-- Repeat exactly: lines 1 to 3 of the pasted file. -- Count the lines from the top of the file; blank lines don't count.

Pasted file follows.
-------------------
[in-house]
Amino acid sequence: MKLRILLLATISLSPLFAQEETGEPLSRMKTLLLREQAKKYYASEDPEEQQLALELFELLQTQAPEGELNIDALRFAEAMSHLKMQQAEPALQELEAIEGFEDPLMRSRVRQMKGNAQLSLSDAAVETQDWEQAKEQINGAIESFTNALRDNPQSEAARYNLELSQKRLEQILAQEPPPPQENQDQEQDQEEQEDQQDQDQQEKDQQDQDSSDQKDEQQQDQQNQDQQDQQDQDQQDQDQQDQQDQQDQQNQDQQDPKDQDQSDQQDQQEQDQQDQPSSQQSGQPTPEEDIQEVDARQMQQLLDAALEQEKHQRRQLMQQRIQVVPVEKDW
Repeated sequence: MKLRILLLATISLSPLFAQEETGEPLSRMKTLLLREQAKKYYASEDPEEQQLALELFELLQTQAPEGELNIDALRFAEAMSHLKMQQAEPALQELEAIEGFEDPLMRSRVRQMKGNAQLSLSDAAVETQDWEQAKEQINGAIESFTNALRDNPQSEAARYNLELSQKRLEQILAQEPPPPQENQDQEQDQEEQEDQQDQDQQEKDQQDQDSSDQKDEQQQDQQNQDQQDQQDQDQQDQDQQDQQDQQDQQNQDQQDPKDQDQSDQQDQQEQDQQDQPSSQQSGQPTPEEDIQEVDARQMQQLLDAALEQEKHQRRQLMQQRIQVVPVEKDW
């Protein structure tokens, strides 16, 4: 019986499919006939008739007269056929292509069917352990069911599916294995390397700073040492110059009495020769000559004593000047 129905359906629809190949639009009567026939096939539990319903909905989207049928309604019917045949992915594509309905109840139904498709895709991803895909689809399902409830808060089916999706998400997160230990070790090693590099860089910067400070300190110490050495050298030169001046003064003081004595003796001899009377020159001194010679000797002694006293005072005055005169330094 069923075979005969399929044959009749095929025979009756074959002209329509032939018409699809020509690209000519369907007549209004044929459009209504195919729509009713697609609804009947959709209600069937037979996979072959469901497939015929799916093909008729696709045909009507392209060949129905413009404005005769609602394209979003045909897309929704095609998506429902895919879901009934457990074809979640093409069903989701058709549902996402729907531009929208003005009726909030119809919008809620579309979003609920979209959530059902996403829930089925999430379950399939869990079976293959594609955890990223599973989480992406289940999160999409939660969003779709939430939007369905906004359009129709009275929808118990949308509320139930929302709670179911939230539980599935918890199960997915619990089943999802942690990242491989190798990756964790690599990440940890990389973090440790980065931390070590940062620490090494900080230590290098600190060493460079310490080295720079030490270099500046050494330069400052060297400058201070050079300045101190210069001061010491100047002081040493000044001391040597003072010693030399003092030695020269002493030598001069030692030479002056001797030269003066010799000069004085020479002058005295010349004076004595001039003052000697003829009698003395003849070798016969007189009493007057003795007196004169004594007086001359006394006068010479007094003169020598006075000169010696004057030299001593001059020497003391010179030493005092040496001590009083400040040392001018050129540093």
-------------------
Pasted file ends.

[in-house]
Amino acid sequence: MKLRILLLATISLSPLFAQEETGEPLSRMKTLLLREQAKKYYASEDPEEQQLALELFELLQTQAPEGELNIDALRFAEAMSHLKMQQAEPALQELEAIEGFEDPLMRSRVRQMKGNAQLSLSDAAVETQDWEQAKEQINGAIESFTNALRDNPQSEAARYNLELSQKRLEQILAQEPPPPQENQDQEQDQEEQEDQQDQDQQEKDQQDQDSSDQKDEQQQDQQNQDQQDQQDQDQQDQDQQDQQDQQDQQNQDQQDPKDQDQSDQQDQQEQDQQDQPSSQQSGQPTPEEDIQEVDARQMQQLLDAALEQEKHQRRQLMQQRIQVVPVEKDW
Repeated sequence: MKLRILLLATISLSPLFAQEETGEPLSRMKTLLLREQAKKYYASEDPEEQQLALELFELLQTQAPEGELNIDALRFAEAMSHLKMQQAEPALQELEAIEGFEDPLMRSRVRQMKGNAQLSLSDAAVETQDWEQAKEQINGAIESFTNALRDNPQSEAARYNLELSQKRLEQILAQEPPPPQENQDQEQDQEEQEDQQDQDQQEKDQQDQDSSDQKDEQQQDQQNQDQQDQQDQDQQDQDQQDQQDQQDQQNQDQQDPKDQDQSDQQDQQEQDQQDQPSSQQSGQPTPEEDIQEVDARQMQQLLDAALEQEKHQRRQLMQQRIQVVPVEKDW